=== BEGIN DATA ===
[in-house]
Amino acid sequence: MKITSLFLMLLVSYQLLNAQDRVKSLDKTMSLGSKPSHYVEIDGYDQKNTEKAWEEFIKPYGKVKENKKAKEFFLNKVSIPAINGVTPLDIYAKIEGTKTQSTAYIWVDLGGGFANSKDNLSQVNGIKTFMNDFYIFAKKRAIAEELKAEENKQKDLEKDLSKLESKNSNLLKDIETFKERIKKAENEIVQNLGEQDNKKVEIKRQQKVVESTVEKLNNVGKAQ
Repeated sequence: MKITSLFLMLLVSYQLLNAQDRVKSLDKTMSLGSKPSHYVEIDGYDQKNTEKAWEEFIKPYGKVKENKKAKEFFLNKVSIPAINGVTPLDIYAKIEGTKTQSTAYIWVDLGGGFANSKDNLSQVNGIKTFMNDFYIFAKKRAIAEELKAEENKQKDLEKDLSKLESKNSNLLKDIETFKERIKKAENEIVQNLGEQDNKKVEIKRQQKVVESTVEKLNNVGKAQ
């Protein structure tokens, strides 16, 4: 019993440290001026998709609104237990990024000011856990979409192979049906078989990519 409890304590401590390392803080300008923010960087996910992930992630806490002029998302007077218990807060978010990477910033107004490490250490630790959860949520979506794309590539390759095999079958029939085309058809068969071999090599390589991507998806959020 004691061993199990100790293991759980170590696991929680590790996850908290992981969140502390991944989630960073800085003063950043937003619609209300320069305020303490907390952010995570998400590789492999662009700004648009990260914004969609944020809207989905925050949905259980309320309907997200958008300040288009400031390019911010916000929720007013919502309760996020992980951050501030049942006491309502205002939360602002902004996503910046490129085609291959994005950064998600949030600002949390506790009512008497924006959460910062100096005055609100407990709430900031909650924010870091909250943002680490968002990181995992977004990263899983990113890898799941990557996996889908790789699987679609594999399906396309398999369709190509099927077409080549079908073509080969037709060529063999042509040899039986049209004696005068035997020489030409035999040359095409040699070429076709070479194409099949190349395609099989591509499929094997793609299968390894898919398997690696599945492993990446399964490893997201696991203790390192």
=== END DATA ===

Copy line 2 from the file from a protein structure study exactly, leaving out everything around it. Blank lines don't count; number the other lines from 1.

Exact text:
Amino acid sequence: MKITSLFLMLLVSYQLLNAQDRVKSLDKTMSLGSKPSHYVEIDGYDQKNTEKAWEEFIKPYGKVKENKKAKEFFLNKVSIPAINGVTPLDIYAKIEGTKTQSTAYIWVDLGGGFANSKDNLSQVNGIKTFMNDFYIFAKKRAIAEELKAEENKQKDLEKDLSKLESKNSNLLKDIETFKERIKKAENEIVQNLGEQDNKKVEIKRQQKVVESTVEKLNNVGKAQ